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Review: The Last Five Years: familiar tale of passion gone sour

By Douglas Kennedy

The Last Five Years

Written and composed by Jason Robert Brown.

Directed by Amy-Louise Anderson

Musical director Michelle Watkins

Vocal director David Willis

Gold Coast Little Theatre

21A Scarborough St


Booking Phone: 07 55322096. Season ends February 18.

Flynn Anderson & Susannah Kwan)

Jamie Watt & Heidi Enchelmaier.

Marital relationships have had their up and downs and ins and outs since Eve rocked the boat with an offer of that forbidden apple for Adam’s dinner.

So it should come as no surprise that US musical creator Jason Robert Brown’s, The Last Five Years, is all about the birth and demise of a marital union.

What might come as a surprise – or even a shock if the audience is not forewarned – is the structure of the narrative and the almost none existence of the spoken word.

The story in this two-hander is told in 14 songs performed by the two ill-fated lovers in one 90-minute stretch. There’s no interval. And just to give the work an extra twist the characters live in two worlds.

Jamie (played by Jamie Watt and Flynn Anderson on alternate nights) takes us from the beginning of the relationship to its failed conclusion.

Meanwhile, his girlfriend, later wife and finally ex Cathy ( Heidi Enchelmaier and Susannah Kwan) takes the audience from the end back to the beginning.

The two performers are on stage for the duration of the unraveling, but only inter-act in one small scene in the middle when they marry.

The format isn’t quite as complicated as it might sound, although some audience members might miss the dramatic sparks which come in on-stage confrontations.

Brown’s show has certainly made its mark nationally in the US - premiering in Chicago back in 2001 before heading to off-Broadway the following year – and then heading overseas. It’s been everywhere from off-West End in London to theatres in Europe, Asia and Australia and in 2014 was made into a movie earning 60 per cent approval rating from the review aggregator website Rotten Tomatoes.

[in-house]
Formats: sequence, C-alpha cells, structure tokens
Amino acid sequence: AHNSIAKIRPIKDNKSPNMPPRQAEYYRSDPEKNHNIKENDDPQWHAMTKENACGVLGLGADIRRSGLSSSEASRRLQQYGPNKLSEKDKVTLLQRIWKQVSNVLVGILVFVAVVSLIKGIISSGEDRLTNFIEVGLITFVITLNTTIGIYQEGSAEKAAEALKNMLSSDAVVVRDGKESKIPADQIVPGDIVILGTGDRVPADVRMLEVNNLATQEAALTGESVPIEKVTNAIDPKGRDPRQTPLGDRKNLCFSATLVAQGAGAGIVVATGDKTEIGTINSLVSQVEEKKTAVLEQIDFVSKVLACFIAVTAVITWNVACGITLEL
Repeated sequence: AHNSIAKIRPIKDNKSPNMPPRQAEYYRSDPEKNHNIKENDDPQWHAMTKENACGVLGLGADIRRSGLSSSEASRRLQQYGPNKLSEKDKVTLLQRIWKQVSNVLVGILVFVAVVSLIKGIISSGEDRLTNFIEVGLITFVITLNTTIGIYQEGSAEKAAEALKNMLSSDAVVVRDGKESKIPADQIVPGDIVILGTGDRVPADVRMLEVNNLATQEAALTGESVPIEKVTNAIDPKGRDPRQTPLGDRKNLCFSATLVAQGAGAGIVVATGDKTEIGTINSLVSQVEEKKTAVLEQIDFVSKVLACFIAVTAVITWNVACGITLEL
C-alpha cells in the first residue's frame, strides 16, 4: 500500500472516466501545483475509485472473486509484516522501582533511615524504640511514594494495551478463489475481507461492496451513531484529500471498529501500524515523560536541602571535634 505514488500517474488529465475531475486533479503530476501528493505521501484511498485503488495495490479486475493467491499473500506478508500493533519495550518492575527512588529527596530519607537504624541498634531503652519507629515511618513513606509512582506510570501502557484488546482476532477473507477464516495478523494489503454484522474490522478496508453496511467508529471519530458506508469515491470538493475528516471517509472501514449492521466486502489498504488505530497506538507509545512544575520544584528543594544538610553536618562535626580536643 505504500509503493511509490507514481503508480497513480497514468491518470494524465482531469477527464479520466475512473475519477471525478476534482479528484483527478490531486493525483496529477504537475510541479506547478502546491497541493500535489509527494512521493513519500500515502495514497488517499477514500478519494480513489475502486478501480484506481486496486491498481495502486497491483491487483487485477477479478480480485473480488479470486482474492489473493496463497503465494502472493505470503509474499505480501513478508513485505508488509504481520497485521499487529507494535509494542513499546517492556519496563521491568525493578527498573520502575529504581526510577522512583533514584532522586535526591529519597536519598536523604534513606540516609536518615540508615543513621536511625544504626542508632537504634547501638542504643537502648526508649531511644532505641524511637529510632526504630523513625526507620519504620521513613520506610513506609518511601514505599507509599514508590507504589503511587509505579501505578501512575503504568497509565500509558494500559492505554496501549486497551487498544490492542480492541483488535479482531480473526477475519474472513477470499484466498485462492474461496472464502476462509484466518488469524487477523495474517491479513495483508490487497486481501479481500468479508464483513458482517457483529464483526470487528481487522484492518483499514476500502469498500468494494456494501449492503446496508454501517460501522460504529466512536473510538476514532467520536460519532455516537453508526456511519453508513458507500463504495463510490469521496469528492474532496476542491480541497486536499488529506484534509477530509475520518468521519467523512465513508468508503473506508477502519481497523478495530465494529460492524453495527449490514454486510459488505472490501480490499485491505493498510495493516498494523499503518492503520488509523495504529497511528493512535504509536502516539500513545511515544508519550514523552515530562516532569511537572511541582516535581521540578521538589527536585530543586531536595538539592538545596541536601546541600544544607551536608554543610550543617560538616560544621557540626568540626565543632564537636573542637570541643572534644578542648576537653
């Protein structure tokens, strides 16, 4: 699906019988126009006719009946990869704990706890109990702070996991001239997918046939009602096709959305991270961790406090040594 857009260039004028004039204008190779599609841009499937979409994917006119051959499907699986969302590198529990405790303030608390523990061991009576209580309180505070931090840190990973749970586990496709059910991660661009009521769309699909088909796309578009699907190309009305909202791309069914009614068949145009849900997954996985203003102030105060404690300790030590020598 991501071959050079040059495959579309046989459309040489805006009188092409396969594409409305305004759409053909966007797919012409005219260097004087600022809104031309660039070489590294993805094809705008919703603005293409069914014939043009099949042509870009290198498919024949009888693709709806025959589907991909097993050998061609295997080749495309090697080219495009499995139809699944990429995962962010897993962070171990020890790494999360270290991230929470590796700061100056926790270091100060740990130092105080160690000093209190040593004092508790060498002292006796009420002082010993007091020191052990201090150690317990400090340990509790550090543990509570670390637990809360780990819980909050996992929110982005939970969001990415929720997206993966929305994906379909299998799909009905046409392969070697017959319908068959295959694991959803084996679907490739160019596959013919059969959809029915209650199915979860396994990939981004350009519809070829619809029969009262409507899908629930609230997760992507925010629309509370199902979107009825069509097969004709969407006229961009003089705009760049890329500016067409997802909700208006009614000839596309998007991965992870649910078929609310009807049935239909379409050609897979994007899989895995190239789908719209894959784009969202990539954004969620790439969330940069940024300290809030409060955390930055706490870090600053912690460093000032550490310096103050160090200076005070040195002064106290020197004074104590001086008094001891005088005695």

Now under the steady hand of director Amy-Louise Anderson, music director Michelle Watkins and vocal coach David Willis it’s having its Coast debut at the Gold Coast Little Theatre.

The story, inspired by Brown’s own failed marriage, created its own controversy when it burst onto the scene.

His ex-wife Thersea O’Neill sued him for violating the non-disclosure agreement of their divorce and Brown in turn sued her for interfering with his creative work.

Despite the familiar tale of passion gone sour when a couple discover they have different needs and agendas.

Jamie is an author on the raise – with a roving eye – while Cathy is a would be on stage performer who is going through a shaky patch.

In the opening night show Heidi Enchelmaier and Jamie Watt gave solid performances and perhaps, more importantly, demonstrated that their had the voices for the parts.

While the on-stage the musical group proved once again that a live band trumps a tape backing every time, and gives a show that added extra.

Brown’s musical styles cross a number of boundaries including pop, jazz, classical, klezmer (an instrumental musical tradition of the Ashkenazi Jews of Central and Easter Europe), Latin, blues, rock and folk.

Director Amy-Louise Anderson runs a tight ship and keeps the action moving along while her set design, with Kim Reynolds, makes for a busy domestic scene.

Jamie and Cathy’s story is a familiar one, but the format adds a new dimension for a new generation.

(Those who have Spotify can catch the original sound recording on that site and there’s plenty to read about the show in other areas of the net)


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